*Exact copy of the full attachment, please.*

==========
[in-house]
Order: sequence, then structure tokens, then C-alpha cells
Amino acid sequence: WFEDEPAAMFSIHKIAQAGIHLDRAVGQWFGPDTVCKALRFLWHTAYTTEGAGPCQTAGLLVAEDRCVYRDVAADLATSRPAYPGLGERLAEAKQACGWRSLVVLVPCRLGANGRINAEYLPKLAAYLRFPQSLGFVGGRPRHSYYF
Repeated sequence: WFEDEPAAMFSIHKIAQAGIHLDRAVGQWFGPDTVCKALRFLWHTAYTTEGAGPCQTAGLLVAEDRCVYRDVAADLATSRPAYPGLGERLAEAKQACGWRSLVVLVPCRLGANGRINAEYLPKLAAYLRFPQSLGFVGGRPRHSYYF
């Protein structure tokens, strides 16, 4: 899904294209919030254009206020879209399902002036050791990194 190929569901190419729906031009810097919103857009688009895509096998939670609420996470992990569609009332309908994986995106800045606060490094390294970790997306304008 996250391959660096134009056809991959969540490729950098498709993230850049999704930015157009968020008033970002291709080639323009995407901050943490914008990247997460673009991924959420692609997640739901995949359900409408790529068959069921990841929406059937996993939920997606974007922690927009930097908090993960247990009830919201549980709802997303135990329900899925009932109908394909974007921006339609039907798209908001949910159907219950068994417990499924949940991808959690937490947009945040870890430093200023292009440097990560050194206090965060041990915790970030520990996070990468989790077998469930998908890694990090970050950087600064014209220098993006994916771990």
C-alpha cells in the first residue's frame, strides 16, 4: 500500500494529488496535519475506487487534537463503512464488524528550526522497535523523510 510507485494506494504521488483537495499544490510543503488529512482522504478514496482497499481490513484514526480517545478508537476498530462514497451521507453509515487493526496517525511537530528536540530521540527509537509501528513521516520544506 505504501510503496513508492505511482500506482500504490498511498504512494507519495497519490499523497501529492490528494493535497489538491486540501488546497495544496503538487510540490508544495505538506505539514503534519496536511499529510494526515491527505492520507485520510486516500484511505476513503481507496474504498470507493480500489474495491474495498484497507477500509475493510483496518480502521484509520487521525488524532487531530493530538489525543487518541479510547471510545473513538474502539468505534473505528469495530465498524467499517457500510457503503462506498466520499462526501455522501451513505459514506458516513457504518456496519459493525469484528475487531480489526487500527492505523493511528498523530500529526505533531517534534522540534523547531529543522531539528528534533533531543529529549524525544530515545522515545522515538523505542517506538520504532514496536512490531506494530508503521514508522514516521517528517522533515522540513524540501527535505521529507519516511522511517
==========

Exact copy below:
[in-house]
Order: sequence, then structure tokens, then C-alpha cells
Amino acid sequence: WFEDEPAAMFSIHKIAQAGIHLDRAVGQWFGPDTVCKALRFLWHTAYTTEGAGPCQTAGLLVAEDRCVYRDVAADLATSRPAYPGLGERLAEAKQACGWRSLVVLVPCRLGANGRINAEYLPKLAAYLRFPQSLGFVGGRPRHSYYF
Repeated sequence: WFEDEPAAMFSIHKIAQAGIHLDRAVGQWFGPDTVCKALRFLWHTAYTTEGAGPCQTAGLLVAEDRCVYRDVAADLATSRPAYPGLGERLAEAKQACGWRSLVVLVPCRLGANGRINAEYLPKLAAYLRFPQSLGFVGGRPRHSYYF
């Protein structure tokens, strides 16, 4: 899904294209919030254009206020879209399902002036050791990194 190929569901190419729906031009810097919103857009688009895509096998939670609420996470992990569609009332309908994986995106800045606060490094390294970790997306304008 996250391959660096134009056809991959969540490729950098498709993230850049999704930015157009968020008033970002291709080639323009995407901050943490914008990247997460673009991924959420692609997640739901995949359900409408790529068959069921990841929406059937996993939920997606974007922690927009930097908090993960247990009830919201549980709802997303135990329900899925009932109908394909974007921006339609039907798209908001949910159907219950068994417990499924949940991808959690937490947009945040870890430093200023292009440097990560050194206090965060041990915790970030520990996070990468989790077998469930998908890694990090970050950087600064014209220098993006994916771990």
C-alpha cells in the first residue's frame, strides 16, 4: 500500500494529488496535519475506487487534537463503512464488524528550526522497535523523510 510507485494506494504521488483537495499544490510543503488529512482522504478514496482497499481490513484514526480517545478508537476498530462514497451521507453509515487493526496517525511537530528536540530521540527509537509501528513521516520544506 505504501510503496513508492505511482500506482500504490498511498504512494507519495497519490499523497501529492490528494493535497489538491486540501488546497495544496503538487510540490508544495505538506505539514503534519496536511499529510494526515491527505492520507485520510486516500484511505476513503481507496474504498470507493480500489474495491474495498484497507477500509475493510483496518480502521484509520487521525488524532487531530493530538489525543487518541479510547471510545473513538474502539468505534473505528469495530465498524467499517457500510457503503462506498466520499462526501455522501451513505459514506458516513457504518456496519459493525469484528475487531480489526487500527492505523493511528498523530500529526505533531517534534522540534523547531529543522531539528528534533533531543529529549524525544530515545522515545522515538523505542517506538520504532514496536512490531506494530508503521514508522514516521517528517522533515522540513524540501527535505521529507519516511522511517